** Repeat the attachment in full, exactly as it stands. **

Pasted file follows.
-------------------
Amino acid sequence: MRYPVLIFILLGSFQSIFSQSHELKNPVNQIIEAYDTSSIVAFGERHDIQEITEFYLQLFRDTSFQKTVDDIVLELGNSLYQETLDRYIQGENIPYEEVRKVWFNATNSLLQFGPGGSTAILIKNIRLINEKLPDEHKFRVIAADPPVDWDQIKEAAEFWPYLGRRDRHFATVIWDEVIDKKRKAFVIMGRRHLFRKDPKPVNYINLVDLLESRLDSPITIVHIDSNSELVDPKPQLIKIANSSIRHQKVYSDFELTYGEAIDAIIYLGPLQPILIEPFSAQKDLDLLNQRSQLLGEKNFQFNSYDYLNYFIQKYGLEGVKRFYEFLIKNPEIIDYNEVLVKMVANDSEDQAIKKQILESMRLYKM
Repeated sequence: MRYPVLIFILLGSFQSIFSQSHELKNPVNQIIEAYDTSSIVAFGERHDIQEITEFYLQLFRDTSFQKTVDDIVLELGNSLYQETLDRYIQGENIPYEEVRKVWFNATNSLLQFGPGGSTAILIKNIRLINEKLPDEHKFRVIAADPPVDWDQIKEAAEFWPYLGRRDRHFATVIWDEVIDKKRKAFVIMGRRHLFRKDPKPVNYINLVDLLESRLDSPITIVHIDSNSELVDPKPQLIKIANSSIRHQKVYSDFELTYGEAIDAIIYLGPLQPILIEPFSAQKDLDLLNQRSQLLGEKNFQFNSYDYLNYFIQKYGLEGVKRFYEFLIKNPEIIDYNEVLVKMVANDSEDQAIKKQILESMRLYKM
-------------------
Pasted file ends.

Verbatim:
Amino acid sequence: MRYPVLIFILLGSFQSIFSQSHELKNPVNQIIEAYDTSSIVAFGERHDIQEITEFYLQLFRDTSFQKTVDDIVLELGNSLYQETLDRYIQGENIPYEEVRKVWFNATNSLLQFGPGGSTAILIKNIRLINEKLPDEHKFRVIAADPPVDWDQIKEAAEFWPYLGRRDRHFATVIWDEVIDKKRKAFVIMGRRHLFRKDPKPVNYINLVDLLESRLDSPITIVHIDSNSELVDPKPQLIKIANSSIRHQKVYSDFELTYGEAIDAIIYLGPLQPILIEPFSAQKDLDLLNQRSQLLGEKNFQFNSYDYLNYFIQKYGLEGVKRFYEFLIKNPEIIDYNEVLVKMVANDSEDQAIKKQILESMRLYKM
Repeated sequence: MRYPVLIFILLGSFQSIFSQSHELKNPVNQIIEAYDTSSIVAFGERHDIQEITEFYLQLFRDTSFQKTVDDIVLELGNSLYQETLDRYIQGENIPYEEVRKVWFNATNSLLQFGPGGSTAILIKNIRLINEKLPDEHKFRVIAADPPVDWDQIKEAAEFWPYLGRRDRHFATVIWDEVIDKKRKAFVIMGRRHLFRKDPKPVNYINLVDLLESRLDSPITIVHIDSNSELVDPKPQLIKIANSSIRHQKVYSDFELTYGEAIDAIIYLGPLQPILIEPFSAQKDLDLLNQRSQLLGEKNFQFNSYDYLNYFIQKYGLEGVKRFYEFLIKNPEIIDYNEVLVKMVANDSEDQAIKKQILESMRLYKM